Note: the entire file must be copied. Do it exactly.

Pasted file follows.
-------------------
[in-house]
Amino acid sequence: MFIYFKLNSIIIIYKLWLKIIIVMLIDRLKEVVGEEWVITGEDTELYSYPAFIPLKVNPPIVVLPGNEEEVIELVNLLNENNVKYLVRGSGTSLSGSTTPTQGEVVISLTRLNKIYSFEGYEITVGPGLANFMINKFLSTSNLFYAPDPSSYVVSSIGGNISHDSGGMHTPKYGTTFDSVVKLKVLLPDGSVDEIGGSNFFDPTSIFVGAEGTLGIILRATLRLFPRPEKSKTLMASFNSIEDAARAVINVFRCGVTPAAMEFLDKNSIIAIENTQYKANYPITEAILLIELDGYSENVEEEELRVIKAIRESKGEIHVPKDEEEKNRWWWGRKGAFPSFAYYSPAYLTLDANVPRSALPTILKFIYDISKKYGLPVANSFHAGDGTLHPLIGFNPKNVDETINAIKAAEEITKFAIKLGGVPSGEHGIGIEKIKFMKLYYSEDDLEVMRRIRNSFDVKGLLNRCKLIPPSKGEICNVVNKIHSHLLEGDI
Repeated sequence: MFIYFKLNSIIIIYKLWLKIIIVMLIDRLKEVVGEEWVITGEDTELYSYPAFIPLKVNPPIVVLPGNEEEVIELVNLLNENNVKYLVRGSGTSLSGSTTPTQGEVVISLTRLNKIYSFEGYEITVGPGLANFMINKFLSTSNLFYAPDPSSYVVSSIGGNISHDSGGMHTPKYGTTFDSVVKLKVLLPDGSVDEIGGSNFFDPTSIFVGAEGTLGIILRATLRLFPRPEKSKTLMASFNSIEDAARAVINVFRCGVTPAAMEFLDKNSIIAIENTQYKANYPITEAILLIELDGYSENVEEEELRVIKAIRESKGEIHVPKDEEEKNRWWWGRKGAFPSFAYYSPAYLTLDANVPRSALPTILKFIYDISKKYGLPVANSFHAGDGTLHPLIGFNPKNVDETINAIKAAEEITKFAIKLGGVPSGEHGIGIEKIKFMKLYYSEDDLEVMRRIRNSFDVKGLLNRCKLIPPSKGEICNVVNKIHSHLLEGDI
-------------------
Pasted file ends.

[in-house]
Amino acid sequence: MFIYFKLNSIIIIYKLWLKIIIVMLIDRLKEVVGEEWVITGEDTELYSYPAFIPLKVNPPIVVLPGNEEEVIELVNLLNENNVKYLVRGSGTSLSGSTTPTQGEVVISLTRLNKIYSFEGYEITVGPGLANFMINKFLSTSNLFYAPDPSSYVVSSIGGNISHDSGGMHTPKYGTTFDSVVKLKVLLPDGSVDEIGGSNFFDPTSIFVGAEGTLGIILRATLRLFPRPEKSKTLMASFNSIEDAARAVINVFRCGVTPAAMEFLDKNSIIAIENTQYKANYPITEAILLIELDGYSENVEEEELRVIKAIRESKGEIHVPKDEEEKNRWWWGRKGAFPSFAYYSPAYLTLDANVPRSALPTILKFIYDISKKYGLPVANSFHAGDGTLHPLIGFNPKNVDETINAIKAAEEITKFAIKLGGVPSGEHGIGIEKIKFMKLYYSEDDLEVMRRIRNSFDVKGLLNRCKLIPPSKGEICNVVNKIHSHLLEGDI
Repeated sequence: MFIYFKLNSIIIIYKLWLKIIIVMLIDRLKEVVGEEWVITGEDTELYSYPAFIPLKVNPPIVVLPGNEEEVIELVNLLNENNVKYLVRGSGTSLSGSTTPTQGEVVISLTRLNKIYSFEGYEITVGPGLANFMINKFLSTSNLFYAPDPSSYVVSSIGGNISHDSGGMHTPKYGTTFDSVVKLKVLLPDGSVDEIGGSNFFDPTSIFVGAEGTLGIILRATLRLFPRPEKSKTLMASFNSIEDAARAVINVFRCGVTPAAMEFLDKNSIIAIENTQYKANYPITEAILLIELDGYSENVEEEELRVIKAIRESKGEIHVPKDEEEKNRWWWGRKGAFPSFAYYSPAYLTLDANVPRSALPTILKFIYDISKKYGLPVANSFHAGDGTLHPLIGFNPKNVDETINAIKAAEEITKFAIKLGGVPSGEHGIGIEKIKFMKLYYSEDDLEVMRRIRNSFDVKGLLNRCKLIPPSKGEICNVVNKIHSHLLEGDI